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Flash Visual Evoked Potential as a Suitable Technique to Evaluate the Extent of Injury to Visual Pathway Following Head Trauma

Article Information

Fatemeh Sarzaeim1, Mahboubeh Hashemzehi1, Seyed Mohammad Masoud Shushtarian*,2, Ahmad Shojaei3, Jalil Naghib3

1Department of Neurology, Faculty of Medicine, Tehran Medical Sciences, Islamic Azad University, Tehran, Iran

2Department of Biophysics and Biochemistry, Faculty of Advance Science and Technology, Tehran Medical Sciences, Islamic Azad University, Tehran, Iran

3Basir Eye Health Research Center, Iran University of Medical Sciences, Tehran, Iran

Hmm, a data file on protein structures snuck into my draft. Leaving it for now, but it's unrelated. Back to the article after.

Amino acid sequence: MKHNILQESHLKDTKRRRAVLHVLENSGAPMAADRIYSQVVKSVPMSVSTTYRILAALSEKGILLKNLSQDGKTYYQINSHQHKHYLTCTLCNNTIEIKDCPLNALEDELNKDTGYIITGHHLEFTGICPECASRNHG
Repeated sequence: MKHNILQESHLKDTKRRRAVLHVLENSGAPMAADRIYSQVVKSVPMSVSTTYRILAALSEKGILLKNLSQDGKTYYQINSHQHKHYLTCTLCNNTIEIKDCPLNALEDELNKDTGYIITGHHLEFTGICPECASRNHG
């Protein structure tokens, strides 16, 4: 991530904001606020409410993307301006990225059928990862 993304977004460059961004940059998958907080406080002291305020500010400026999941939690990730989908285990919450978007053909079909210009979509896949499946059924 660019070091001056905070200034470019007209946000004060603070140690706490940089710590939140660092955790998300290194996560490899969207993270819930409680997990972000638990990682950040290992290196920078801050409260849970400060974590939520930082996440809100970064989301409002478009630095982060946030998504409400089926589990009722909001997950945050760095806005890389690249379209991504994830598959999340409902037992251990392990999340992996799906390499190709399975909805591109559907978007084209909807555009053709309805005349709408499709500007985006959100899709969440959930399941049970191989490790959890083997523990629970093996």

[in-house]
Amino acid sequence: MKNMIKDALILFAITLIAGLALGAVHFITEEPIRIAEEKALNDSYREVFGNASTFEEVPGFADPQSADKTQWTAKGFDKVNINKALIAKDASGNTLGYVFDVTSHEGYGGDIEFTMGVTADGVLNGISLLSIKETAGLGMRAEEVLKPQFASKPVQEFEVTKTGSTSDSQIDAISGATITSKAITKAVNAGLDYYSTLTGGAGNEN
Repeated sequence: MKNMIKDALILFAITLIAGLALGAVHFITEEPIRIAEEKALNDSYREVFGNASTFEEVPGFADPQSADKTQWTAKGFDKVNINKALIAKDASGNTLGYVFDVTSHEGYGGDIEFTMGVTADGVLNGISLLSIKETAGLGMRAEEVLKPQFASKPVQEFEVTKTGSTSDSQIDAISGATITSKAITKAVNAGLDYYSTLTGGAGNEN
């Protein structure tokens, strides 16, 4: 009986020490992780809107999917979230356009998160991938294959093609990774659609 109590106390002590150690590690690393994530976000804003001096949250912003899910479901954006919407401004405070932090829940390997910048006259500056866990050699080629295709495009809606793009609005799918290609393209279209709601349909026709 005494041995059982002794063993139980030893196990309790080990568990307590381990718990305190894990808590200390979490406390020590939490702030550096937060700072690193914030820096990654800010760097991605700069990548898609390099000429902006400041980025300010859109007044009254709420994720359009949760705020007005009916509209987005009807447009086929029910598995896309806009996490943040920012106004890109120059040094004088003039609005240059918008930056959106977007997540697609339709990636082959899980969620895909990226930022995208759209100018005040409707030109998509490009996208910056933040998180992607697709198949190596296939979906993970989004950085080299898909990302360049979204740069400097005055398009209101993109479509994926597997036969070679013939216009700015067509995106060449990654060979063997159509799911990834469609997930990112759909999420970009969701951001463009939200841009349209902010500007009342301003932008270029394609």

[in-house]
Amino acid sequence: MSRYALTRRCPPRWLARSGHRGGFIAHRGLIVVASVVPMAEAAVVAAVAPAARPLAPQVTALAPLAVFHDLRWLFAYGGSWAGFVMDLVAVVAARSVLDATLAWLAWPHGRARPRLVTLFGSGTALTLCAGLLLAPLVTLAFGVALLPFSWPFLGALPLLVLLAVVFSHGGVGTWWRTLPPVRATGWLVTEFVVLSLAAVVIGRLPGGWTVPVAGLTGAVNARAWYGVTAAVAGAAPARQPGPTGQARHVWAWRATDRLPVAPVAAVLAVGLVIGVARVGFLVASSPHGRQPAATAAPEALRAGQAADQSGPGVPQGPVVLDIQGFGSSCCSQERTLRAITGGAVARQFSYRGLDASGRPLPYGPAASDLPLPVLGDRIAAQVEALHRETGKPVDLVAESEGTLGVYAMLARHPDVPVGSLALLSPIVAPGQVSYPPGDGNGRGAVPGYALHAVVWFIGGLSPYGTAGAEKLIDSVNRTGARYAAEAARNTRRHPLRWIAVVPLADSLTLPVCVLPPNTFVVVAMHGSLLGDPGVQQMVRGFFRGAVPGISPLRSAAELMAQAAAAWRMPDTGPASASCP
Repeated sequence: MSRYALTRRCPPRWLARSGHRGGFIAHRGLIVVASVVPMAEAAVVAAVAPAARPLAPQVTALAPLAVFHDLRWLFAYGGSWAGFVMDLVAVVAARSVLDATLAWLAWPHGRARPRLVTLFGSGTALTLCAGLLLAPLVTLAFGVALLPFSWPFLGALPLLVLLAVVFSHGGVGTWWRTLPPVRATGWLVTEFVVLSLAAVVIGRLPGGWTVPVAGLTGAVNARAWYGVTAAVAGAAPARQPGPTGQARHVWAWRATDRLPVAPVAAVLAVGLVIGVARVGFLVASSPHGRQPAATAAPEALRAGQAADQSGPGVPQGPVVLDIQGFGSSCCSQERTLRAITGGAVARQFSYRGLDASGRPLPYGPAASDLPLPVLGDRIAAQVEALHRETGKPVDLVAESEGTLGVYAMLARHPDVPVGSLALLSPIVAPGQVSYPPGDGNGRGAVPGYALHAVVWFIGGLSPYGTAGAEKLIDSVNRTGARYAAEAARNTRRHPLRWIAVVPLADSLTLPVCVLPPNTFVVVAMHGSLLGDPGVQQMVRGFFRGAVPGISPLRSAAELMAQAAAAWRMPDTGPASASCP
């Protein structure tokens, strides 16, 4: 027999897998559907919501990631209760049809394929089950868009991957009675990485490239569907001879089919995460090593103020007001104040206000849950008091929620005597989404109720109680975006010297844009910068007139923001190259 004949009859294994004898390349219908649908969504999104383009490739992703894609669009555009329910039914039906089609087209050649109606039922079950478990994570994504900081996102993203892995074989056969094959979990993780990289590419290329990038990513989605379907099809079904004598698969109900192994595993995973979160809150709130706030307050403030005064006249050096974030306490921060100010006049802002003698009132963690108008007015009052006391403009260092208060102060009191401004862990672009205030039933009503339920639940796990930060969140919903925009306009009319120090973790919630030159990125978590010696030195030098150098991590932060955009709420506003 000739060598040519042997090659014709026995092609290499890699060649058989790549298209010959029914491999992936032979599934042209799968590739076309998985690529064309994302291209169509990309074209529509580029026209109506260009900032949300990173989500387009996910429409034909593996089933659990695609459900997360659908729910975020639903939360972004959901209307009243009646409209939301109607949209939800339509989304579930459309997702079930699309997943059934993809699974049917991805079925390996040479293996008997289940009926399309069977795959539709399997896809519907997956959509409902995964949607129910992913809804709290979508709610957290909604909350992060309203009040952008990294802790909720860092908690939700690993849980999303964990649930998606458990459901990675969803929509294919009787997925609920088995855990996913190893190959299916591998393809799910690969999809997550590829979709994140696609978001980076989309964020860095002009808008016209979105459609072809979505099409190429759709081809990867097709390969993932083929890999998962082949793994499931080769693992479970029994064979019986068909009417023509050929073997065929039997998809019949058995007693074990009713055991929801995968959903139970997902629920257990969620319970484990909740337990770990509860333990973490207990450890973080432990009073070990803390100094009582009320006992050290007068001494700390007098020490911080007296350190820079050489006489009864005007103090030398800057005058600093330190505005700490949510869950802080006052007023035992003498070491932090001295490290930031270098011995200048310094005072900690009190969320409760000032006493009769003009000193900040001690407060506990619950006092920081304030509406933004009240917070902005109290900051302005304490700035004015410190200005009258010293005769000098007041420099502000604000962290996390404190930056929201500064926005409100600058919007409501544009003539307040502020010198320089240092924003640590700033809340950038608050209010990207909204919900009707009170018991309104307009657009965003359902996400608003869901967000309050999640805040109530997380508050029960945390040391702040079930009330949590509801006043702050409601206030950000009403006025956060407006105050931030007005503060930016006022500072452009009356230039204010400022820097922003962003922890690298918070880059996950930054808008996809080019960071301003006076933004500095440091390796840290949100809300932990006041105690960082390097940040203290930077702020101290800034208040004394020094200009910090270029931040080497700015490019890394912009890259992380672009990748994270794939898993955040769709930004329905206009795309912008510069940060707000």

*Corresponding author: Seyed Mohammad Masoud Shushtarian, Department of Biophysics and Biochemistry, Faculty of Advance Science and Technology, Tehran Medical Sciences, Islamic Azad University, Tehran, Iran.

Received: 19 January 2022; Accepted: 26 January 2022; Published: 28 January 2022

Citation: Fatemeh Sarzaeim, Mahboubeh Hashemzehi, Seyed Mohammad Masoud Shushtarian, Ahmad Shojaei, Jalil Naghib. Flash Visual Evoked Potential as a Suitable Technique to Evaluate the Extent of Injury to Visual Pathway Following Head Trauma. Journal of Ophthalmology and Research

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Abstract